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The views and opinions expressed in our blog series are those of the authors and are not necessarily supported by CareSearch, Flinders University and/or the Australian Government Department of Health.
The rise of ageing and chronic illnesses means that most Australians are living with ill health and significant disability for many years before they die. In our 6th CareSearch@10 anniversary blog post, Kim Devery of Flinders University and End-of-Life Essentials writes why health professionals need trustworthy evidence.
Australia is a dynamic multicultural country. Ours is a nation that is home to one of the world’s oldest culture and millions of people belonging to 270 ancestries. We need quality evidence to be able to address the needs and challenges faced by our older CALD Australians and provide them person and family-centred palliative care. Mary Patetsos discusses providing person- and family-centred palliative care for a culturally diverse Australia and the importance to have resources like CareSearch.
In 2017 Palliative Care Australia undertook a review and update of the reference documents A Guide to Palliative Care Service Development: A population based approach and Palliative Care Service Provision in Australia: A planning guide. Together these key reference documents have provided a framework for the ongoing development of palliative care policy within the health care system for the last fifteen years.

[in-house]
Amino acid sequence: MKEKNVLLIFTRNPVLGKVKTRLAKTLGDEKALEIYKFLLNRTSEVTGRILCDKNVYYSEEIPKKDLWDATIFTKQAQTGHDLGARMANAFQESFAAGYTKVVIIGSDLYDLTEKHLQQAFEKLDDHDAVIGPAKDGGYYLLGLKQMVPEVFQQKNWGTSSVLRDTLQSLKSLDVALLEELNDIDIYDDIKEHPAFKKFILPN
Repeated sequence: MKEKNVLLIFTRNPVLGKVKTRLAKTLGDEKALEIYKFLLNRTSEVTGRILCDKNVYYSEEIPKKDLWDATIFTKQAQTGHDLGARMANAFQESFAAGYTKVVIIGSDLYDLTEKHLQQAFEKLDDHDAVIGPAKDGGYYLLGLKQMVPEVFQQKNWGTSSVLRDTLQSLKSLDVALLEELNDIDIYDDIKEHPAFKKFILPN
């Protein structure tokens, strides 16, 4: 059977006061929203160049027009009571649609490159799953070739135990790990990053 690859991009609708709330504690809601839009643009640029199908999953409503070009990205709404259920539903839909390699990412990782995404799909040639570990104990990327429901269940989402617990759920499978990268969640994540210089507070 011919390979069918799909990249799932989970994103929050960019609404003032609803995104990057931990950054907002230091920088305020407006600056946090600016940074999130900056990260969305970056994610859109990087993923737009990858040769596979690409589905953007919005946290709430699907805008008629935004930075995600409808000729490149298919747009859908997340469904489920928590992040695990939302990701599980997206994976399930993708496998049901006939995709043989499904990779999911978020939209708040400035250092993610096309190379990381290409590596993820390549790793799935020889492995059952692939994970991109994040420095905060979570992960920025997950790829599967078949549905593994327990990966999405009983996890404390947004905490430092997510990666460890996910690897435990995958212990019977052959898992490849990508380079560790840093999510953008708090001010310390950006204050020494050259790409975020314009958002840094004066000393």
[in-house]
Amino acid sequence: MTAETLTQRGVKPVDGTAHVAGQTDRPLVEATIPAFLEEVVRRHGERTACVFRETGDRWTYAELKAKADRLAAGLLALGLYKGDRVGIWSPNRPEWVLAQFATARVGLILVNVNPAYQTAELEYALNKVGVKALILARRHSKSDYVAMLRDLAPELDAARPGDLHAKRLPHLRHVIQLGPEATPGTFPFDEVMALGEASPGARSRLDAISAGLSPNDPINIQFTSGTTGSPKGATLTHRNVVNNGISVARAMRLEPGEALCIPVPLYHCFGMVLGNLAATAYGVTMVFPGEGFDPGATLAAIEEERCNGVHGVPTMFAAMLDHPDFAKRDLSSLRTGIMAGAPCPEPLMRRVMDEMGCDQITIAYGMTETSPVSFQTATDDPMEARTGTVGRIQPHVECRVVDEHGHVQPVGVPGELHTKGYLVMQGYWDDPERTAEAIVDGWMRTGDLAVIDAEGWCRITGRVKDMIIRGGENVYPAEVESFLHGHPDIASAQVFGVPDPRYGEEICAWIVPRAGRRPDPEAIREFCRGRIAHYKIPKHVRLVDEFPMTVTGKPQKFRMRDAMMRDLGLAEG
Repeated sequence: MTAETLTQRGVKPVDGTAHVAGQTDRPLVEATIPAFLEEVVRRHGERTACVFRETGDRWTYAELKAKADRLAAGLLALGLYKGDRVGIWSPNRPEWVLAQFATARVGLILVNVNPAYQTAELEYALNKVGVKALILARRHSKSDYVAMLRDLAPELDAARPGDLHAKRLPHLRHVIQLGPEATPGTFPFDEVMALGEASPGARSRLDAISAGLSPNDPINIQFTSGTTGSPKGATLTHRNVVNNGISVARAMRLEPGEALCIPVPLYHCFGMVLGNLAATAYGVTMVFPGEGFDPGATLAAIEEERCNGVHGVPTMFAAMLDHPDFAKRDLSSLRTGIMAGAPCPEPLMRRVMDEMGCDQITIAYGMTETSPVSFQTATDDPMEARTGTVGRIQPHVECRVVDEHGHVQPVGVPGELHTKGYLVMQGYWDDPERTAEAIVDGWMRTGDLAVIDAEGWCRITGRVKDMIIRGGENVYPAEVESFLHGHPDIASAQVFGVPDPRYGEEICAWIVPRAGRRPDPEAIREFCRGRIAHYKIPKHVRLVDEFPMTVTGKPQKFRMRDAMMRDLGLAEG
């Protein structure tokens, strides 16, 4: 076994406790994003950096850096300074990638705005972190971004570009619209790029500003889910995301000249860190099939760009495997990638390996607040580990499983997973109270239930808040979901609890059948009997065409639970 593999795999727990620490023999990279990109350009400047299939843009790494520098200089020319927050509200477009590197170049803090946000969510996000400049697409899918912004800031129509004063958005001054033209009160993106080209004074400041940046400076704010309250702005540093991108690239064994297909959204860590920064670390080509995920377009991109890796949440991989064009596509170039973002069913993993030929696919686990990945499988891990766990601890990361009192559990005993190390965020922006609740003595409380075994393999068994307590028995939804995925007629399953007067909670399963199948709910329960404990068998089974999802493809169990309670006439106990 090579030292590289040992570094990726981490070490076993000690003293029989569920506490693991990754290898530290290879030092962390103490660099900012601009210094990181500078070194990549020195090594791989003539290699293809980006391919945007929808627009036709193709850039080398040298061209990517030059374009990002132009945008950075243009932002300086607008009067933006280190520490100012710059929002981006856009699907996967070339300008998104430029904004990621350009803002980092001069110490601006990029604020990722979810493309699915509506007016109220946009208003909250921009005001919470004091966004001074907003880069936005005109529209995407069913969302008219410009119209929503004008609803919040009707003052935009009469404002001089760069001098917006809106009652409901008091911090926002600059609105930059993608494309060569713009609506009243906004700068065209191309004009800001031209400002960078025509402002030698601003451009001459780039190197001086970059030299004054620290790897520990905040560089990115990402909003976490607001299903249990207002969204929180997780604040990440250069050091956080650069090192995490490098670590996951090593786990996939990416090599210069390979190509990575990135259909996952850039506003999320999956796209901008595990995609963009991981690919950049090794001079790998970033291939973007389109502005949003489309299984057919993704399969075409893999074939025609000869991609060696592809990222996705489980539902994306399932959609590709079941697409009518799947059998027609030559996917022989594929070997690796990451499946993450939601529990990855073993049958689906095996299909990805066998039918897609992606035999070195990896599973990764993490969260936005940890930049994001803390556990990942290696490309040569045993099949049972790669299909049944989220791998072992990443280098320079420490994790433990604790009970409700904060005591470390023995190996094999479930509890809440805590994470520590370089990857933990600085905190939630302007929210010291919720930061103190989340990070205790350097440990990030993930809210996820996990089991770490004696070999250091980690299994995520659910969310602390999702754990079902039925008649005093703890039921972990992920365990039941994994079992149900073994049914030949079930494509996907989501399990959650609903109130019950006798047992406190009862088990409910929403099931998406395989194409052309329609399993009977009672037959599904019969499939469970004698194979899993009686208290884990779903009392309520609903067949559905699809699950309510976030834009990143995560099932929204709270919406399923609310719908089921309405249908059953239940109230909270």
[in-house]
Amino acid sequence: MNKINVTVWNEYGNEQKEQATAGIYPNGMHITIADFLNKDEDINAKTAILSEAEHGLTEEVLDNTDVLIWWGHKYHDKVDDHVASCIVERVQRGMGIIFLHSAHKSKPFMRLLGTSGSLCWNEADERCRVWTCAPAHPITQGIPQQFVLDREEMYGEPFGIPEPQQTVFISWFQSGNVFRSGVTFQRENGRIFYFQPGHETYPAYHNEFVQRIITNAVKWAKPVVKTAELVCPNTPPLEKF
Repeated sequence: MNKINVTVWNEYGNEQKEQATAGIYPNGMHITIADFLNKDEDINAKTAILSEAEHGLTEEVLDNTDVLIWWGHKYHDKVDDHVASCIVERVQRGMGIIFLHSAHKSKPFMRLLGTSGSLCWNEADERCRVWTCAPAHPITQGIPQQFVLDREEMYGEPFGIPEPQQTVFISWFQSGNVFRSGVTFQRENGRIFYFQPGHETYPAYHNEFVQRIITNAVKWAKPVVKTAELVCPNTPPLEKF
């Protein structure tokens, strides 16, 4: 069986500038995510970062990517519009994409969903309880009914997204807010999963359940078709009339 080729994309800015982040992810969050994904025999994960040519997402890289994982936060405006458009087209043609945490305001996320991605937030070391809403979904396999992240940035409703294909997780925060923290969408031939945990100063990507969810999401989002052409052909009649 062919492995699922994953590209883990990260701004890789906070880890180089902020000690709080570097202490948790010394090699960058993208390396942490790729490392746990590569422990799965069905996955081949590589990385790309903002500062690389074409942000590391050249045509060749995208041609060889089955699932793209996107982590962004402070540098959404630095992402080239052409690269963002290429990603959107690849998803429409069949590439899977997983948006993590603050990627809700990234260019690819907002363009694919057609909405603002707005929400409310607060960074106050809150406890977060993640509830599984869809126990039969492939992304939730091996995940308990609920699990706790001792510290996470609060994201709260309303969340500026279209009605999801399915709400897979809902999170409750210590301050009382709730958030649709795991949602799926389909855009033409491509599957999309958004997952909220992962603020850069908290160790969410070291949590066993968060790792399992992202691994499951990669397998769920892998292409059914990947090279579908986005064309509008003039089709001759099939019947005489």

As a young doctor I spent some time working in a palliative care hospital in the early 90’s. It was such a privilege to be working with people at end of life - with the opportunity to make a difference to quality of life and well-being of patients, and their family members. That experience made me decide to devote my career to Palliative Medicine.
I had some experiences at that time that stayed with me.
I had a patient, Marion, who had been a school principal. Marion had suffered a severe stroke. She had survived but was very incapacitated, confined to bed and unable to communicate. She was being kept alive, surviving on a feeding tube, and facing a life of care and dependence. Her specialist was very committed to her survival.